From a commercial standpoint, the dual purpose utility nature of the breed less attractive. There are a number of "super" breeds (Actually mostly hybrids) designed to excel in either meat or egg production. In today’s agri-business environment, most operations are specialized and focused on a single use bird that excels in one area. This doesn’t mean that Rocks are obsolete. There are a number of characteristics that make them popular for hybridization. They are vigorous and can lend balance to extreme breeds that become hard to manage due to their specialization. Possibly one of their strongest points is the Barred color pattern of the original barred rock. This is a sex linked color pattern that expresses in chicks. This “auto-sexing” color gene allows newly hatched chicks to be sorted by gender from the moment they hatch, leading to more efficient operations.

Even Bantam Rocks have a place in the commercial market. Crossed with the Cornish, they produce the delicate Cornish Rock Game hens found in the supermarket. Another commercial role of the Rock Bantam is to provide capes and saddles for the fly fishing industry. The Grizzly Hackle is from a Barred Rock Cock, while the Silver Penciled provides the Badger Hackle. A leader in the industry, Hoffmans’ is reported to rear thousands of cock birds each year to provide the high quality feathers demanded by the fly fishing community. These birds are from a carefully guarded line specially bred for producing quality hackle. The extremely long, lightly barbed feathers are not normally found in the commercial, exhibition or backyard strains.

Small Flock/Backyard Enthusiast

For the small flock owner or backyard poultry breeder, the Plymouth Rock is hard to beat. The laying ability, rugged self sufficiency and extremely good temperament recommend them highly. The Rock Cock bird is almost always a good natured dictator. Many of the standard backyard layer flocks I am familiar with have a Plymouth Rock as a cock bird despite a mish-mash of breeds in the laying hens. This can be attributed to the genial nature of these birds. With a little work, these birds can be handled, worked around and controlled with a minimum of fuss. They will not be bouncing off the roof like a Leghorn, trying to disembowel you like a game, or be unable to breed a hen as many Cochins are. When I have to deal with a standard sized rooster staring me in the inseam, I’d just as soon he had an even temperament. Rock cocks are no doubt the master of their flocks, but they are not bullies. They are good at keeping peace in the flock and are relatively gentle with hens. Our friends marvel that we can show birds that have been in the breeding pens all season. Under many cocks, hens end up with bald patches, broken feathers and damaged combs. In my experience, this is rarely a serious problem under a Plymouth Rock Cock.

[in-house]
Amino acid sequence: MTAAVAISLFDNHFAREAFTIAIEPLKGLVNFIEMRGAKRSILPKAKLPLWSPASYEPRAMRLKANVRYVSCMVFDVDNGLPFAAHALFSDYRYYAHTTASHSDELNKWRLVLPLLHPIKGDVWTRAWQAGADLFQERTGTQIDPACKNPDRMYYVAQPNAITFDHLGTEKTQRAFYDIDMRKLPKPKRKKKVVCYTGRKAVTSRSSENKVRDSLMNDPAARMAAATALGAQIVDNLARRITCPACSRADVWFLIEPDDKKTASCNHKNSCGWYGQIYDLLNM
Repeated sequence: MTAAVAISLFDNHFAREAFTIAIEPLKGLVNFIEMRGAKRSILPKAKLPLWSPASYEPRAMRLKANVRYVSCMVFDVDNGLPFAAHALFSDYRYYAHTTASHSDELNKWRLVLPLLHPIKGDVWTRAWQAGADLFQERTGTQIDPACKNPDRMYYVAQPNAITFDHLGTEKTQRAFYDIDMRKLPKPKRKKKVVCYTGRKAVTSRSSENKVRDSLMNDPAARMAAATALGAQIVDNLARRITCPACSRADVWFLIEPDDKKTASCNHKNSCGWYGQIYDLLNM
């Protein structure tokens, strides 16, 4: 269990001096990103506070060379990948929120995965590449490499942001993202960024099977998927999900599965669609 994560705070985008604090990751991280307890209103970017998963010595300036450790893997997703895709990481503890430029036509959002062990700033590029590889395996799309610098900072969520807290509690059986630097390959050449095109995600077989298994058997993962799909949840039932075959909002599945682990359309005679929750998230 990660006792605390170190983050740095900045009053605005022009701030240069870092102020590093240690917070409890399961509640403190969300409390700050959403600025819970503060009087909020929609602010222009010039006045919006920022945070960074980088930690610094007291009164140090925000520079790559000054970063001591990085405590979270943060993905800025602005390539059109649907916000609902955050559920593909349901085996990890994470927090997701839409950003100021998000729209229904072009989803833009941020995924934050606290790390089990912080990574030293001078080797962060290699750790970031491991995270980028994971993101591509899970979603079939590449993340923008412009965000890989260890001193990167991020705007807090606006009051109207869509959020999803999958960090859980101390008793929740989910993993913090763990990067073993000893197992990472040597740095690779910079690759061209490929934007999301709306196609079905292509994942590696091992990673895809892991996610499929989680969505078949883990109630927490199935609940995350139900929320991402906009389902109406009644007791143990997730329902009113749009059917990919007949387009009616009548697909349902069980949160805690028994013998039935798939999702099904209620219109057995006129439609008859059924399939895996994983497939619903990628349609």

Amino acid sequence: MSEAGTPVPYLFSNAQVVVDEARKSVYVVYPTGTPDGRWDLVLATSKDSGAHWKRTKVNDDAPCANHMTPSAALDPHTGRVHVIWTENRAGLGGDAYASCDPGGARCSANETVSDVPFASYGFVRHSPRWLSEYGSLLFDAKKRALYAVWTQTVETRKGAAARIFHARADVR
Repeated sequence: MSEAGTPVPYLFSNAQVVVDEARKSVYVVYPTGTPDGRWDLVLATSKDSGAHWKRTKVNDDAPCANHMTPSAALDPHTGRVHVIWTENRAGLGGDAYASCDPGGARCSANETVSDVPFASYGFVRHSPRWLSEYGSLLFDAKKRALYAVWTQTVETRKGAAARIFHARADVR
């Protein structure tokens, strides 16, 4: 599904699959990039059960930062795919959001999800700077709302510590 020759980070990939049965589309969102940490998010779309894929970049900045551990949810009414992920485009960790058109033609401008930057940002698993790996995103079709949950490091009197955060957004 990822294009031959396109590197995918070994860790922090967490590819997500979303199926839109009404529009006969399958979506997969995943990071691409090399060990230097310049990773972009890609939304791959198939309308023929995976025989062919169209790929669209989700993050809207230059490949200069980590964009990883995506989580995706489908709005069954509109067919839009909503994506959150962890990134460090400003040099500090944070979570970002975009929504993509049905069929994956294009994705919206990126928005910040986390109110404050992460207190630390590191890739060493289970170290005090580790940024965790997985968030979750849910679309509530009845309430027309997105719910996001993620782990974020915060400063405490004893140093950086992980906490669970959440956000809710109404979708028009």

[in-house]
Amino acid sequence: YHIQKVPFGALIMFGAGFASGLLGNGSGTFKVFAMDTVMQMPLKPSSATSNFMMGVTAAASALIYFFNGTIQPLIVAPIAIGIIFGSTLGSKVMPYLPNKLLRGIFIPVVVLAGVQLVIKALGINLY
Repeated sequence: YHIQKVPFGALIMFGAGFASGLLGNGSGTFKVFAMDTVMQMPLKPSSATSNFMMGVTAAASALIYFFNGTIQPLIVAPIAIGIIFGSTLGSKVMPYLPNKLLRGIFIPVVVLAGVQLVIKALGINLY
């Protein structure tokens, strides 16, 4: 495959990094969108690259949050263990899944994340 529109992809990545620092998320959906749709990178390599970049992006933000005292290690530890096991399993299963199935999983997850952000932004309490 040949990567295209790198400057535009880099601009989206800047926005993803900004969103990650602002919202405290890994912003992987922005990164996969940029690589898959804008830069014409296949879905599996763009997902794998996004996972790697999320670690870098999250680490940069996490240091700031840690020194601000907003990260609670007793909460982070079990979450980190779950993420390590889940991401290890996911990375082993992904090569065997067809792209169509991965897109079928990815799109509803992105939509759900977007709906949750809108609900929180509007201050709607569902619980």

To the left is a White Plymouth Rock Bantam Cock by Loren & Betsy Hadley. To the right is a White Plymouth Rock Hen by Kirk Keane.

More Information

If you are interested in more information on the Breed, you can join the Plymouth Rock Fanciers Club of the USA by sending dues to:
David Adkins, Secty,
1988 Cook Road,
Lucasville, OH 45648 USA

Dues are $3.00 for Juniors, $7.50 for individuals, $10.00 per family or $100.00 for a lifetime membership (in US funds). Membership will entitle you to a newsletter, periodic Plymouth Rock Year Books, and special awards and points in APA/ABA shows with Plymouth Rock Club Meets. It is a great way to sat on top of what is going on with the breed. Also, There are other Plymouth Rock clubs around the world. I am aware of the Australian club that is similar to the US club but also sets the standards of perfection for the breed in that country.



Last updated June 25, 1998.
This page, and all pages and content associated with The Coop are © Copyright Loren Hadley, 1995, 1996,1997, 1998